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Expert: Gold Could Climb to $10,000 Per Ounce to Reach ‘Equilibrium’




Expert: Gold Could Climb to $10,000 Per Ounce to Reach ‘Equilibrium’

With the new daily cycle driven by coronavirus numbers and the stock market recovery, little attention has been paid to gold as it continues to climb higher and approaches the all-time high of $1924 per ounce set in 2011.

What has caught many investors off-guard is the unusual correlation between the price of gold and the stock market. Typically, gold will climb during times of uncertainty, like when the stock market is falling, and moves lower when the market advances.

But both gold and stocks are moving higher, and Chris Weston, head of research at Pepperstone, says the reason is both are being pushed higher by falling bond yields.

He points out that the market views gold as a zero-coupon bond, so as inflation-adjusted Treasury yields head lower, gold may climb and becomes more attractive.

The Possibilities

Weston does express concern that if stocks do sell off and the dollar strengthens, gold could take a hit. But he says “Until that time the path of least resistance is higher” and has a price target of $1796 per ounce.

Chris Vermeulen, the founder of Technical Traders, says the reason gold continues to climb higher in tandem with stocks is actually a lack of conviction in the market rally since the March lows.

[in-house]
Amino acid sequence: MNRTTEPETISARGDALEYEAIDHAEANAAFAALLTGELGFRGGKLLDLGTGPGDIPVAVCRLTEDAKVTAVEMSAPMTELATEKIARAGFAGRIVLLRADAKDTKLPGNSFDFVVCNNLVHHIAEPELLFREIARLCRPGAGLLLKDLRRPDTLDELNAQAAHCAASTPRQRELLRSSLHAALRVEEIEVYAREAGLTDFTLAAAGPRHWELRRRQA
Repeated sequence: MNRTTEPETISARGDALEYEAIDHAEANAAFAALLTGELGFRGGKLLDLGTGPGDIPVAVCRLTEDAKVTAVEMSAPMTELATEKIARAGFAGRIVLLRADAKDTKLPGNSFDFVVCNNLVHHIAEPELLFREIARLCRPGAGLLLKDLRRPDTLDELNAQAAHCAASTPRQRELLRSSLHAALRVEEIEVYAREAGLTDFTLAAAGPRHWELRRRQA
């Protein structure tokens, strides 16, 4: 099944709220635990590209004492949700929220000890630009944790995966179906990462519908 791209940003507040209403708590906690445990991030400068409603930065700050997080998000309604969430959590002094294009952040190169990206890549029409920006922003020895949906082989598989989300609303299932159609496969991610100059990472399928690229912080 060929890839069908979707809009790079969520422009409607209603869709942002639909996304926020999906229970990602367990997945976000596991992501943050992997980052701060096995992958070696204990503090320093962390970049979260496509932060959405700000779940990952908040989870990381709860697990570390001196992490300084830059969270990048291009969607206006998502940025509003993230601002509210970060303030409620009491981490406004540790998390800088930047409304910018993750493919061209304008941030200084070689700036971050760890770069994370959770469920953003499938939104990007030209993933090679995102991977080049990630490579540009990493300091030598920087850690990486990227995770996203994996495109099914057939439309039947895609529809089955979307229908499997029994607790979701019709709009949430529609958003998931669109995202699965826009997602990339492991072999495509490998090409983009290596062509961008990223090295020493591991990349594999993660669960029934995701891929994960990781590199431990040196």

“What this is telling us is that global investors and traders are very fearful of this rally in the stock market and are actively hedging in Gold and Silver. Traders understand the risks to the credit and banking system and are playing the rally in the stock market cautiously while “loading up” on Gold as a means to protect against unknown risks.”

Vermeulen believes that once gold crosses over $2,000 per ounce, the next price move will be significant.

“Once Gold clears the $2000 price level, we believe Gold will enter a parabolic upside price trend that could accelerate well above $3250 very quickly – possibly before the end of 2020,” said Vermeulen.

In a worst-case scenario where the central banks can’t find a way to generate real economic growth going forward or we see a collapse in the credit markets or banking sector, Vermeulen says the historical precedence for the price of gold is stratospheric.

“Should the credit markets or banking sector collapse or experience any real extended risks, Gold could rally to unbelievable levels (like in 1979~80; where the price of Gold was over $650 per ounce and the price of the SPX was $110). If that were to happen at today’s levels, Gold would reach levels above $22,250 or higher. Think about it.”

A Less Aggressive Price Target

Dan Oliver, founder of Myrmikan Capital, has a slightly less aggressive price target but says every dollar the Fed prints mean a higher price of gold.

“I’m at $10,000 now,” says Oliver, of his price target for an ounce of gold, compared to his previous prediction of $3,000 per ounce.

He says the price of gold comes down to one thing: the Federal Reserve’s balance sheet.

“It’s very easy, you say ‘Okay, what are the Federal Reserve’s assets and what are their liabilities?’ Well their assets include some gold, they say they have 300 tons of gold on their balance sheet… what are their liabilities? The dollar. That’s what their liability is,” says Oliver. “So my point is that when you project a crash in the value of the other assets of the Fed, ie the mortgage bonds that they own, the Treasury bonds that they own, all these new funky commercial debt that they’re buying, some of it sub-investment grade, when those things crash, the Fed will find its assets completely stripped of value… and that will have a direct influence on the dollar.”